It is certainly the most emotional political ad of this election season. And, perhaps, its most controversial.
A mother claims a prosecutor botched a case in which her unarmed son, Kenneth Walker, was shot and killed by a sheriff's deputy on a cold roadway in Columbus. The prosecutor was Ken Hodges, now a Democratic candidate for Georgia attorney general. The ad was put together by Rob Teilhet, a Democrat running against Hodges in a bruising campaign for the party's nomination.
"The officer got off because the prosecutor, Ken Hodges, forgot to swear him in; tried to hide the video and refused to reopen the case," the victim's mother, Emily Walker of Columbus, said during the 30-second spot.
The ad ends with a final comment from the dead man's mother: "Mr. Hodges should not be our next attorney general."
Tough words. But are the claims correct?
Teilhet, a Marietta-based attorney who predominantly deals in workers' compensation cases, thought so. "Ken Hodges badly botched this investigation and, as a result, justice wasn't done in this case," Teilhet said in a telephone interview with PolitiFact Georgia. Teilhet did not speak in the ad.
PolitiFact Georgia received a few e-mails and requests to take a look into whether the Teilhet ad is right.
Let's begin by going back to the night of the shooting, Dec. 10, 2003. Walker and three friends left an apartment complex in Columbus and were riding in a sport utility vehicle on I-185 when it was pulled over by two sets of law enforcement officers. The officials received a tip the men in the vehicle were carrying illegal guns. All four men were pulled from the vehicle. Muscogee County Sheriff's Deputy David Glisson shot Walker twice. No guns or drugs were found in the vehicle. Walker, 39, later died from the gunshot wounds. Glisson said the shooting was an accident.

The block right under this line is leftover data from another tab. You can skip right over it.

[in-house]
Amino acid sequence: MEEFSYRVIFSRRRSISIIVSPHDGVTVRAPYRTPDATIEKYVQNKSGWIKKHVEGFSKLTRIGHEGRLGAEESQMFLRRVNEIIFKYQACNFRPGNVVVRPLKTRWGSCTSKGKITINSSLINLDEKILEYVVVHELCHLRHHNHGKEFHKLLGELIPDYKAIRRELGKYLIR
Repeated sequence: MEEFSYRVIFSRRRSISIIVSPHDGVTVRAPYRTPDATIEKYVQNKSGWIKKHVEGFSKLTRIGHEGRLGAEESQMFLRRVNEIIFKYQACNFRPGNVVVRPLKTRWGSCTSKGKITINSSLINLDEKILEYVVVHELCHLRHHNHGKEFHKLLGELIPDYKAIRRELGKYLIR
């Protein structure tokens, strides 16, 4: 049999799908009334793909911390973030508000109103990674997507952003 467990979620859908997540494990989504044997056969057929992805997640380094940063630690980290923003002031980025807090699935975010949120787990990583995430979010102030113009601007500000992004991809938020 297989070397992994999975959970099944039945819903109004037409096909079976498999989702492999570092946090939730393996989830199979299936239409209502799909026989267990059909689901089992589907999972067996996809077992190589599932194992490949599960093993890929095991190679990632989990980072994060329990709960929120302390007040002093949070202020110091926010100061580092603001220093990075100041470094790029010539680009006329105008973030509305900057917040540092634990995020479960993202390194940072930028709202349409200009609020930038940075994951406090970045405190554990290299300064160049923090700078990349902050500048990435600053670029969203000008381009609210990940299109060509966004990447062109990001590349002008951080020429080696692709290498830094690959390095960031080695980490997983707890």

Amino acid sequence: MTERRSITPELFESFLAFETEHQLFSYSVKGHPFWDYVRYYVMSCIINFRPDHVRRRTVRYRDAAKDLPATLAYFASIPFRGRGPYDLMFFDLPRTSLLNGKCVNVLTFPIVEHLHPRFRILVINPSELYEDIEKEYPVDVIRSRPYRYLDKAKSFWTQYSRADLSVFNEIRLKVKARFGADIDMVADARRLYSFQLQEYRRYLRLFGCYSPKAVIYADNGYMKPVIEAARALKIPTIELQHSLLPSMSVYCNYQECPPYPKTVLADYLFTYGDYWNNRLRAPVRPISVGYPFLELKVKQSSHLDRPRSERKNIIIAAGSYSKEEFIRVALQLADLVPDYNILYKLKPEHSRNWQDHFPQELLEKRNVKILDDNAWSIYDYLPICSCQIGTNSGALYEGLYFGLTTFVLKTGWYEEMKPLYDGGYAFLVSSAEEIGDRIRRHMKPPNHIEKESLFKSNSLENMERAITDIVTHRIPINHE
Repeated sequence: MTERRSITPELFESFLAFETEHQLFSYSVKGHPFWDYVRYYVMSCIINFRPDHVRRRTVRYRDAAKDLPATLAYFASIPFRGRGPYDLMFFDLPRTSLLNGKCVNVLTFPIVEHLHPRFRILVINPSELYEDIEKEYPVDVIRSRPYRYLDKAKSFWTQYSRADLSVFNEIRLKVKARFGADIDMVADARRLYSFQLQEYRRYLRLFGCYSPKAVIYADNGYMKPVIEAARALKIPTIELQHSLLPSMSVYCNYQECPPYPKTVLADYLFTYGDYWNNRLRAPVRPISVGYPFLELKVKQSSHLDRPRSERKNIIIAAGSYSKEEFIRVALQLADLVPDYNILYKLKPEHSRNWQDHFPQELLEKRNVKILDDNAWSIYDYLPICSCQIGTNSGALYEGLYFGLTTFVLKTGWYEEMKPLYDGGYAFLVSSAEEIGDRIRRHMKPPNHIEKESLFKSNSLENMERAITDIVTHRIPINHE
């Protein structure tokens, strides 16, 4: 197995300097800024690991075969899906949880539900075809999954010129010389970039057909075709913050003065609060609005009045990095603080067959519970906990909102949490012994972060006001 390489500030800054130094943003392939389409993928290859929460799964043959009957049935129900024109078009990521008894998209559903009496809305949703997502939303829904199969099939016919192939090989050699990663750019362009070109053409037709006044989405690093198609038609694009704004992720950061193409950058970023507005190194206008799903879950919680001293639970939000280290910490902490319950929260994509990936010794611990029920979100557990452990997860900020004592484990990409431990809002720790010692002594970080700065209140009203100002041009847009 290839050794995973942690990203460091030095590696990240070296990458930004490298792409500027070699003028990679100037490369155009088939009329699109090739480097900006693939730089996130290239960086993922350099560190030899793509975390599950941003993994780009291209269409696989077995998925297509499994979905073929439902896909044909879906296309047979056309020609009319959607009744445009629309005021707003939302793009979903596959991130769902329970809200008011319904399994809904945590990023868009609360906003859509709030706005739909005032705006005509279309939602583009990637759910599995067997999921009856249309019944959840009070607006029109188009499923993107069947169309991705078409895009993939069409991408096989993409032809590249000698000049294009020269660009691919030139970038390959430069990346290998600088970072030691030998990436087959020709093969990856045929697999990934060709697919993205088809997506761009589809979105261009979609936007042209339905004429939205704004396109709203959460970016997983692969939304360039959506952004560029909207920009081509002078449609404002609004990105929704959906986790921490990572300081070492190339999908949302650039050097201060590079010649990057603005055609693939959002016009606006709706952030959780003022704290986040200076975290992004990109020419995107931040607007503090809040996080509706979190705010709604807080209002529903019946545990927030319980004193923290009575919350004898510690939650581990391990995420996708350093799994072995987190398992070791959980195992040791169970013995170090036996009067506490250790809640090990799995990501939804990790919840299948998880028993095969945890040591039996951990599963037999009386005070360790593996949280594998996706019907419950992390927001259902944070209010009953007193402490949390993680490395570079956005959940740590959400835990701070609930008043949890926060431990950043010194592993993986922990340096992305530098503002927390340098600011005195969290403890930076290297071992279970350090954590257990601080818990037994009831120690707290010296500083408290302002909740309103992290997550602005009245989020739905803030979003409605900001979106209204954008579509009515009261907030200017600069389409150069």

The shooting drew headlines for many reasons. The victim was unarmed. Glisson is white. Walker was black.
Georgia Attorney General Thurbert Baker appointed Hodges, then the Dougherty County district attorney, as special prosecutor of the case. Hodges presented his findings before a grand jury of nearly two dozen citizens. The grand jury, which followed standard practice by meeting behind closed doors, voted not to indict anyone in the case.
The NAACP demanded further investigation. The U.S. Department of Justice decided in July 2007 there was insufficient evidence to pursue federal criminal civil rights charges against Glisson, who had been fired after the shooting.
Three years later, the case is back in the news as Hodges and Teilhet duel in a raucous battle to become the state's top prosecutor. The sparring includes who has the endorsement of Andrew Young, the civil rights icon, former U.N. ambassador and Atlanta mayor. (Young has endorsed both candidates.) Teilhet, a former state representative from Cobb County, said he wanted the campaign ad done to examine Hodges' record as a prosecutor.
So let's start with the first claim, "the officer got off because the prosecutor, Ken Hodges, forgot to swear him in." Hodges did not swear in Glisson, who gave a statement to the grand jury. Hodges has said he's "sorry" he didn't swear in Glisson, but added that it wasn't necessary to validate the shooter's statement. Teilhet argues not swearing in Glisson hurt the public's confidence in the prosecution. The Georgia Legislature passed a bill earlier this year that requires prosecutors to swear in all witnesses.
The second point, Hodges tried to "hide" the video of the shooting. Hodges argued in an Oct. 15, 2004, legal brief with the Prosecuting Attorneys' Council of Georgia and the District Attorneys Association of Georgia against releasing video of the shooting to the news media before any criminal proceedings took place, court records show. The grand jury saw the video several times before the November 2004 decision not to indict Glisson.
Hodges took some heat at the time for not recommending to the grand jury that they indict Glisson. The critics include Teilhet. Hodges told the Columbus Ledger-Enquirer he felt it "was important [for the grand jury] to make the decision in this case." Most prosecutors say they'll recommend an indictment if they feel the evidence is overwhelming. Some made no recommendation if the case was a "jump ball."